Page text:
Unfortunately, despite the tremendous support I get from this group, I am also fully aware that being entrenched in this community may be keeping me from moving on. Not to mention, many of these women have it so much worse than me. Some have been dealing with infertility for years and/or are on their third, fourth or even fifth miscarriage. As awful as our situation is, it’s probably only a minor setback in the grand scheme of things. Being surrounded by so much pain and struggling has left me feeling pretty gloomy about our future – to the point where I just expect to have trouble getting pregnant and/or will inevitably miscarry again. And while that’s certainly a possibility — and I’ll never be as naive or innocent as I once was — dwelling on worst case scenarios isn’t helping me to stay positive.

3. Dr. Google: Um, yeah. Hypochondriac overanalyzers like me should not be allowed to google anything medically-related, and should be banned from WebMD. From low Vitamin D, to hypothyroidism, to endometriosis, to Asherman’s Syndrome, to blood clotting disorders, I’ve run through a gazillion scenarios in my head as to why we miscarried and/or why we haven’t been able to get pregnant since. Of course, reading up on all those things just gets me all wound up unnecessarily. Is it possible that I have any of the aforementioned afflictions? Sure, anything’s possible. But more than likely, my miscarriage was a chromosomal issue (very common) and we haven’t gotten pregnant yet because it’s only been four cycles and it takes the average couple six months. In other words, at this stage in the game we’re still in the realm of normal. No need to go looking for problems. So I’m banning myself from googling anything pregnancy-related for one full cycle. This one was specifically requested by D, too. I think it upsets him to pick up the iPad and start to type something in, only to see my obsessive search history pop up.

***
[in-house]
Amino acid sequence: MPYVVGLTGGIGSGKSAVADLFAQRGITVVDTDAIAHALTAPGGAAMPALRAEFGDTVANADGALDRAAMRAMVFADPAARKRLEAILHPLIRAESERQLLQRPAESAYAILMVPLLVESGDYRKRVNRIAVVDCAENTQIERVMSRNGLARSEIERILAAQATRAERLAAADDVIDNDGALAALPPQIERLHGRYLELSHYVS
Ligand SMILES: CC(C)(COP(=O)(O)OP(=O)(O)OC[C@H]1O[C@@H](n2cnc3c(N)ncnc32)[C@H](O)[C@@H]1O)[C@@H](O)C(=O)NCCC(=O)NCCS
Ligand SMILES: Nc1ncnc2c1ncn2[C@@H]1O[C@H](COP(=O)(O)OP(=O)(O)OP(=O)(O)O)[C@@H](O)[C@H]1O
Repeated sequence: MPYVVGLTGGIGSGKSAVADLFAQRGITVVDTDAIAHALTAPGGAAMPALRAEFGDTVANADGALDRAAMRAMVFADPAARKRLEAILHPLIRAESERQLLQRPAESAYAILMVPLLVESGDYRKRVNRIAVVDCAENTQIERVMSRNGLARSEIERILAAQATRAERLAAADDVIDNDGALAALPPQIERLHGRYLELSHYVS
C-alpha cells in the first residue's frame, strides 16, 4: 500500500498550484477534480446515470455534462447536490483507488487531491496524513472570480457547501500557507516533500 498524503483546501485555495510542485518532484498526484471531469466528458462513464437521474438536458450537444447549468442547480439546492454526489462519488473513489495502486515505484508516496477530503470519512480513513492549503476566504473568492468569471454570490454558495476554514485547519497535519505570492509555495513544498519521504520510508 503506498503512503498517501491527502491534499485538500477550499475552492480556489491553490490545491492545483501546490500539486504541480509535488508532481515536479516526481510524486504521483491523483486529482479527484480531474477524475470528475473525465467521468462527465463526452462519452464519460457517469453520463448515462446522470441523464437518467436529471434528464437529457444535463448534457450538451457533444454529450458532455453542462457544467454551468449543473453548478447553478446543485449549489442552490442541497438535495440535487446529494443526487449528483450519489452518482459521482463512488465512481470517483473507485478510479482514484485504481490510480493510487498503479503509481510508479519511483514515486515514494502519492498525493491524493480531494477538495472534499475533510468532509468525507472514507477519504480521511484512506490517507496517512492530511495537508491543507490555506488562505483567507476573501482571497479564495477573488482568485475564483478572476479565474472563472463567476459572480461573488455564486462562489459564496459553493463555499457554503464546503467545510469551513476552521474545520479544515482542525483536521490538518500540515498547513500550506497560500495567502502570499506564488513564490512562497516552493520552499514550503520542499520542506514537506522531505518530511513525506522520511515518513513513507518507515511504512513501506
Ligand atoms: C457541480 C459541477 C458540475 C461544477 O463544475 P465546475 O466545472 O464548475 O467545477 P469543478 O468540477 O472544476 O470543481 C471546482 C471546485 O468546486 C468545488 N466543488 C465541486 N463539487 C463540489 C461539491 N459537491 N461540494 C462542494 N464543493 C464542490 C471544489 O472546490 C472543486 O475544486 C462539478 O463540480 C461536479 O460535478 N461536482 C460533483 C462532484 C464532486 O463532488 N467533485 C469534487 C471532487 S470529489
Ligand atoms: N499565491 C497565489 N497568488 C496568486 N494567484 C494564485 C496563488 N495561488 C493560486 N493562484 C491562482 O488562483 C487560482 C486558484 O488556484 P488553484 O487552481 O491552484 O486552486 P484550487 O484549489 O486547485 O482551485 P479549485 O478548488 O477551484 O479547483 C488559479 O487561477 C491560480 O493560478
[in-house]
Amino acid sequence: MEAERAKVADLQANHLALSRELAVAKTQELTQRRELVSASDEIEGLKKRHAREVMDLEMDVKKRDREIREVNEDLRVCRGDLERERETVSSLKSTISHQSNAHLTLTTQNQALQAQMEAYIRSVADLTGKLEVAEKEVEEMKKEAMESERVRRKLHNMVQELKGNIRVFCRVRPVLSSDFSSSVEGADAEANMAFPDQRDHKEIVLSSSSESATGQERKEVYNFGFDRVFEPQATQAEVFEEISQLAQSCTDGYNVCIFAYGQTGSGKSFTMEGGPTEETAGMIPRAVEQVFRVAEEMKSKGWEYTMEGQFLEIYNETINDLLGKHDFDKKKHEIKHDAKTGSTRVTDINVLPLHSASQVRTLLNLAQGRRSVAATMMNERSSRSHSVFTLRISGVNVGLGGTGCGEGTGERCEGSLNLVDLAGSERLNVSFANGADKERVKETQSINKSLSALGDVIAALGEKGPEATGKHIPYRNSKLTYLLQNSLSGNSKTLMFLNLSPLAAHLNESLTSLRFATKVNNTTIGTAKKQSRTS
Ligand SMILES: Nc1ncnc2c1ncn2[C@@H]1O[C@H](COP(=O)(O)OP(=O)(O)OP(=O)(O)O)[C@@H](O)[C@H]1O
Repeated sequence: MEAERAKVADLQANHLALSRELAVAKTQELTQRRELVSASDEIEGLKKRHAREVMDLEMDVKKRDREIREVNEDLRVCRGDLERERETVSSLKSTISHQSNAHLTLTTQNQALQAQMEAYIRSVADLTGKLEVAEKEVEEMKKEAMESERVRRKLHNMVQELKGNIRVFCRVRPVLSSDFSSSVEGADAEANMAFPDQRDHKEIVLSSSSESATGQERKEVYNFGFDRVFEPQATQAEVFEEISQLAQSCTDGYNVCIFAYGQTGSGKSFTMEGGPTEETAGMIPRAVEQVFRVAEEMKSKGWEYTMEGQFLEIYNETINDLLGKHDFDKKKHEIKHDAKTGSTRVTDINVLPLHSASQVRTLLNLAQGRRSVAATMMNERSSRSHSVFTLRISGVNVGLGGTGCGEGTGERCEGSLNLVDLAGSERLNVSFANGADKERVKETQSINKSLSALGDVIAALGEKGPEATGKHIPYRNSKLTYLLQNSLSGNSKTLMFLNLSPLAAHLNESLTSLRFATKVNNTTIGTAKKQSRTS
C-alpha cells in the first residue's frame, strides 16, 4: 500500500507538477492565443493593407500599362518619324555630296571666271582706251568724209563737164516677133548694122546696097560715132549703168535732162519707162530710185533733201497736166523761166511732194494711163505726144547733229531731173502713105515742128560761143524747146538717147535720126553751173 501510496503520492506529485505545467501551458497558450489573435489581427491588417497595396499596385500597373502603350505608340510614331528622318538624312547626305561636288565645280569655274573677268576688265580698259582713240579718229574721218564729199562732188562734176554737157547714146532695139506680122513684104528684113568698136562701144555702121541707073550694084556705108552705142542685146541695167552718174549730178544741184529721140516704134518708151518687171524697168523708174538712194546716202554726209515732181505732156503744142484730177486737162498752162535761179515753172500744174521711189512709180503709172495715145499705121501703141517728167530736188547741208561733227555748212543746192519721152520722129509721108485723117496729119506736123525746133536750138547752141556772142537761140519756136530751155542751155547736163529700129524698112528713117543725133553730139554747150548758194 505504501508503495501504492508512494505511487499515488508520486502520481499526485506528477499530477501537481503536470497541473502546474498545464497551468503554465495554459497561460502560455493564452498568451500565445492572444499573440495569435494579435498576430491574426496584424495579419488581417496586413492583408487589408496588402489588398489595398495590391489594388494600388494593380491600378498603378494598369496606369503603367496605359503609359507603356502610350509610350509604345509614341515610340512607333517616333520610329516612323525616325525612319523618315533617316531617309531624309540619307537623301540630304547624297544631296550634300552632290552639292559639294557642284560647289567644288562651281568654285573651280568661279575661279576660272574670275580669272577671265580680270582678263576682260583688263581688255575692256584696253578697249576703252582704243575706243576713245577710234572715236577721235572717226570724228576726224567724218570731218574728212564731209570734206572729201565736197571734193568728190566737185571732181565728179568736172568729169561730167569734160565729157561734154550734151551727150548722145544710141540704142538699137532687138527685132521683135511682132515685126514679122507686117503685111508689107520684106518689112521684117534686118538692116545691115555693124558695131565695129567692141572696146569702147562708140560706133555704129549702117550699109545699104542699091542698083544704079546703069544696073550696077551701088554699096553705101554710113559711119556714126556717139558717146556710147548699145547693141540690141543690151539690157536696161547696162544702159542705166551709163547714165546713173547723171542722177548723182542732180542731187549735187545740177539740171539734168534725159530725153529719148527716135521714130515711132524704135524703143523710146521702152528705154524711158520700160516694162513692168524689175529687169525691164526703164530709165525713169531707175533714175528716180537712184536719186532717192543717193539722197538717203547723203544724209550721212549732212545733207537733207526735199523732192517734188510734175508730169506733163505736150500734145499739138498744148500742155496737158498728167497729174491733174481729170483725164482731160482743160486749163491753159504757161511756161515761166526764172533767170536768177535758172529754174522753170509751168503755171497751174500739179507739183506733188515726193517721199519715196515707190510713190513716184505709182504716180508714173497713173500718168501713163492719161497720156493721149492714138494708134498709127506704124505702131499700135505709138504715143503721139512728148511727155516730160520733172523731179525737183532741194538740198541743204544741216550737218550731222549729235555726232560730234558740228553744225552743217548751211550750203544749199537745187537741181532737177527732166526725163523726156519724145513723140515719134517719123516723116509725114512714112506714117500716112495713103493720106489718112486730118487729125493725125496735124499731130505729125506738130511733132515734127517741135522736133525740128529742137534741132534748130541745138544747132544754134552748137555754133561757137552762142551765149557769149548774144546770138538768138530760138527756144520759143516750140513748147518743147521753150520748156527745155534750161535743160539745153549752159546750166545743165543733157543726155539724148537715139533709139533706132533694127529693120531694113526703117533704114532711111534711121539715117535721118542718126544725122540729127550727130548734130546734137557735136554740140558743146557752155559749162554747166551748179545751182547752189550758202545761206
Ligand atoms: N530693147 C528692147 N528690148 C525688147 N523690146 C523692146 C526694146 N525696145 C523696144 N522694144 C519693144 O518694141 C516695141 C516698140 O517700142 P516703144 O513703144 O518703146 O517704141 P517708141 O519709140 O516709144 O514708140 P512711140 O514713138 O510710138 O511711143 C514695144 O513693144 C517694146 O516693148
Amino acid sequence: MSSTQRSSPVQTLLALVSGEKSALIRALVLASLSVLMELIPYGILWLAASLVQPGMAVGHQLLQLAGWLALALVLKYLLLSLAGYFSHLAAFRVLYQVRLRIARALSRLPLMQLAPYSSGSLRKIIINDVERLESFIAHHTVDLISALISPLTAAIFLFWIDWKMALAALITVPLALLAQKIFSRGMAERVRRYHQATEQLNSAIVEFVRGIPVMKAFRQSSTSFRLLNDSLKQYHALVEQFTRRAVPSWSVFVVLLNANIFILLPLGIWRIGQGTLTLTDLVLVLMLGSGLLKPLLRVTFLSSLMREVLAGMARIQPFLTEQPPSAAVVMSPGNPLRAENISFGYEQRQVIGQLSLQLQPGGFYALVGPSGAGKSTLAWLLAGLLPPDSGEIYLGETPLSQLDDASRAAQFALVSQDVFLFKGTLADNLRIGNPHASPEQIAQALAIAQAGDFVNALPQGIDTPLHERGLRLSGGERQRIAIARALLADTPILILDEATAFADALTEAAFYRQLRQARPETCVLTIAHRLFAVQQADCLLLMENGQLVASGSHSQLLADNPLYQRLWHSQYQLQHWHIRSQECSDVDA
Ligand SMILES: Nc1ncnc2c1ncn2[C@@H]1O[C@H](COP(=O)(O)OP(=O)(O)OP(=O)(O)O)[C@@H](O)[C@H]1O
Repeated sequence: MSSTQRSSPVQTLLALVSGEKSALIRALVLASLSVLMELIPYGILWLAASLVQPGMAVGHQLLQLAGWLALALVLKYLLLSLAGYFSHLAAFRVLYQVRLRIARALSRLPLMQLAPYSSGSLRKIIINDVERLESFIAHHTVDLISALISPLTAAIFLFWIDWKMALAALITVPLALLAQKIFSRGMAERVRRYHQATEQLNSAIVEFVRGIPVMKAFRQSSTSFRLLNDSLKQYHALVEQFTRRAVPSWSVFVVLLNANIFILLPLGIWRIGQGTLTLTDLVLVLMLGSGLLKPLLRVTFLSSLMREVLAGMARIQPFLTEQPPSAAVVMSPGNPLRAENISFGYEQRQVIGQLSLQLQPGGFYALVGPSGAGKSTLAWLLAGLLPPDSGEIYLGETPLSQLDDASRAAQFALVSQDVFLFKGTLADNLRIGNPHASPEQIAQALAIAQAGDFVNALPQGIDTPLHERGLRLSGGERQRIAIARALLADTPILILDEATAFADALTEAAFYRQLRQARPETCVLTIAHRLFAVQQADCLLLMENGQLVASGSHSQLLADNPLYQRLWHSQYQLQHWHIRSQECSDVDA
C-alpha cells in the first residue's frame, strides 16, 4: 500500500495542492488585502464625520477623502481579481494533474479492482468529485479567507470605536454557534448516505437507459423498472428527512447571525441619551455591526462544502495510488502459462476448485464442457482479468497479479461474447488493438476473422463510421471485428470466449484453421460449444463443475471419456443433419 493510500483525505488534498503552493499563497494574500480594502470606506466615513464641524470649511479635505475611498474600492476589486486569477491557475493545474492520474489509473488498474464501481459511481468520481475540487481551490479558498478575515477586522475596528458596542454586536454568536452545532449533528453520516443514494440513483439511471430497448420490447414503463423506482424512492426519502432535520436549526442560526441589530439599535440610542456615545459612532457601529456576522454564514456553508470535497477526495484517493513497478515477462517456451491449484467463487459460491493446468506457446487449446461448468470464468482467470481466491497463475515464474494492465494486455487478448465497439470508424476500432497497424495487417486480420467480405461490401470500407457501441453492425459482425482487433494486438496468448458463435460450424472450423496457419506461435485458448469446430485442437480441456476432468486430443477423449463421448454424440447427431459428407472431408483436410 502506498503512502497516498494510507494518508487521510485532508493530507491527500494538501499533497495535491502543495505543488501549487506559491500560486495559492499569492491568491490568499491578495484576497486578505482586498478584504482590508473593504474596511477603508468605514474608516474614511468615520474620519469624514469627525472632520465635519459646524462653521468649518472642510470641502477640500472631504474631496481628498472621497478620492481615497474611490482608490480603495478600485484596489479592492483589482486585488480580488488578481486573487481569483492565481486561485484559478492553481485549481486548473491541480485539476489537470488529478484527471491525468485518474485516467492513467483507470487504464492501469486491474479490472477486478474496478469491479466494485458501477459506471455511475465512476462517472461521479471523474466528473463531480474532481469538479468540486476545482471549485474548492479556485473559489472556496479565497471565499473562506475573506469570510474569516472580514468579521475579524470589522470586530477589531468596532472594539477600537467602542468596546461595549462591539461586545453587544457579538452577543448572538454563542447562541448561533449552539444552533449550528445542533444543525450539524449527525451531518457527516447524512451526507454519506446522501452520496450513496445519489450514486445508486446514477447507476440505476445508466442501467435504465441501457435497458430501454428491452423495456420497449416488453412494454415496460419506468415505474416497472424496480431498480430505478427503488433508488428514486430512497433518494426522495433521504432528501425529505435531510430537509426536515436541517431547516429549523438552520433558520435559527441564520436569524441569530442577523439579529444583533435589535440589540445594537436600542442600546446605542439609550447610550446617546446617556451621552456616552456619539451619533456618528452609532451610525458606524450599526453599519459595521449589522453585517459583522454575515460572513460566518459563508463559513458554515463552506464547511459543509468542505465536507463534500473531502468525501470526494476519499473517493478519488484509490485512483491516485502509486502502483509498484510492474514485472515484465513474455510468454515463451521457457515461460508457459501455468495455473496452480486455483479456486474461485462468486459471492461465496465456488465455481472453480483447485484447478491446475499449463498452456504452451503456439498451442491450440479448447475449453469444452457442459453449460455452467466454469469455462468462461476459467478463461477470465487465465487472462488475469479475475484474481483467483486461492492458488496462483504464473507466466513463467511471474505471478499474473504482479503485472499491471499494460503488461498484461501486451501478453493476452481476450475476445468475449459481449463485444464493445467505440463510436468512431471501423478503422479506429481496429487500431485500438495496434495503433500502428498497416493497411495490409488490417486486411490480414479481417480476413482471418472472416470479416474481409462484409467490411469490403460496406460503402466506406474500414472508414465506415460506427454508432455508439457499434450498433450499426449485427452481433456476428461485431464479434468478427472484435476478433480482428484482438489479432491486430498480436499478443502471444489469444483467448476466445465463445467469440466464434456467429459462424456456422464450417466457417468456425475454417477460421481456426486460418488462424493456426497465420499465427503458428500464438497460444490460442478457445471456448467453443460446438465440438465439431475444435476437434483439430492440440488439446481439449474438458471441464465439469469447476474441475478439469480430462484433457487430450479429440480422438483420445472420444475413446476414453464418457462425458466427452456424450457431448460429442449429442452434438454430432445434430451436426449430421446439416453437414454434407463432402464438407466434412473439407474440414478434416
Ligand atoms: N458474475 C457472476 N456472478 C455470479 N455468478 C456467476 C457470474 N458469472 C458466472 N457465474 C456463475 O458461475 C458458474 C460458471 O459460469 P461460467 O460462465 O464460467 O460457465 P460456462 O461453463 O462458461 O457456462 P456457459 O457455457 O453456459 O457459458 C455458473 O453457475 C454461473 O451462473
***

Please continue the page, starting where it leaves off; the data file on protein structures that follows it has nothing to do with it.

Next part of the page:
4. “Hippie witchcraft”: This is D’s terminology and applies to things such as drinking pomegranate juice to thicken your uterine lining, drinking green tea to aid in conception, and eating pineapple core to assist in implantation. Yeah, I’ve tried all those things. As mentioned earlier, I even recently spent $40 on a meditation podcast series specifically designed for those trying to conceive. While I actually did enjoy the meditation and it certainly helped me sleep better, I know that I’ve gone off the deep end, looking for some silver bullet to help us get pregnant. None of the aforementioned things are harmful by any means – in fact pomegranate, green tea and pineapple are all good for you – but they aren’t helping me to stop obsessing either, so they’ve got to go.

I’m 11 days into this cycle, and I must say, I am obsessing quite a bit less, so hopefully this helps. I do still stare at the calendar every day and dream of how different my life might be a few weeks, a few months, a year from now. And I still think about the baby we lost and the baby we’re trying for multiple times throughout the day. But as our original due date approaches (just a week and a half away), I’m also starting to feel perhaps the beginning stages of some sort of closure? I can only hope.